Here’s why knowing the difference is extremely valuable to property buyers:
What is a plat map? This question arises from time to time and is worth exploring as it often gets confused with a survey. A plat map is a map of a town or subdivision indicating the location and boundaries of individual properties. A plat generally shows details of a property like lots, blocks, streets, public easements and monuments. County assessors and municipalities generally require that a plat be preliminarily submitted and approved by local government entities in order to subdivide land and sell off individual lots as part of a subdivision neighborhood.
In addition to subdivisions plats, there are also boundary adjustment plats which county assessors and municipalities require to be done if two adjoining property owners want to move or relocate their boundary lines. A boundary adjustment plat involves making a survey of both properties which mutually share a boundary line. After a boundary adjustment plat is signed by the property owners, and filed and approved by the local government entities, the properties’ boundaries are officially “adjusted” and the property owners are taxed based on the new property line.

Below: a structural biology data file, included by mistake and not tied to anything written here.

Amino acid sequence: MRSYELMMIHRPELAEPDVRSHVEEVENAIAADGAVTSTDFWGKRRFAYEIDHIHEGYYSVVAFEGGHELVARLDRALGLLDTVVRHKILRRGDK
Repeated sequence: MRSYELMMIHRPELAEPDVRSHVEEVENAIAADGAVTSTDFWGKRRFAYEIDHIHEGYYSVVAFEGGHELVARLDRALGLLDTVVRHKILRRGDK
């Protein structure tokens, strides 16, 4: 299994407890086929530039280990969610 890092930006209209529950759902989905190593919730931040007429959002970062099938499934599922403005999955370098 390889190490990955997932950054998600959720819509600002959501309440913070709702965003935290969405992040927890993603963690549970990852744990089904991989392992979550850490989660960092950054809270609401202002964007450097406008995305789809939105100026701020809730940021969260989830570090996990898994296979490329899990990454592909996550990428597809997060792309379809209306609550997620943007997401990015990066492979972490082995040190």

What is the difference between a boundary survey and a plat? A survey establishes the boundary lines of a single property and includes measurements of lot lines, dimensions, position of improvements like houses and garages. A boundary survey also determines whether there are any existing encroachments, easements, party walls, and compliance with setback line requirements. This type of information can be extremely valuable to a buyer of property who may have future building plans like a house addition, pool, or even to install a fence around the property. So while a plat shows the boundaries of several lots, a survey shows the boundaries of a single lot, and oftentimes gives a more detailed depiction of that single lot. In most cases, a boundary survey is required for a title company to provide survey coverage on a title insurance policy.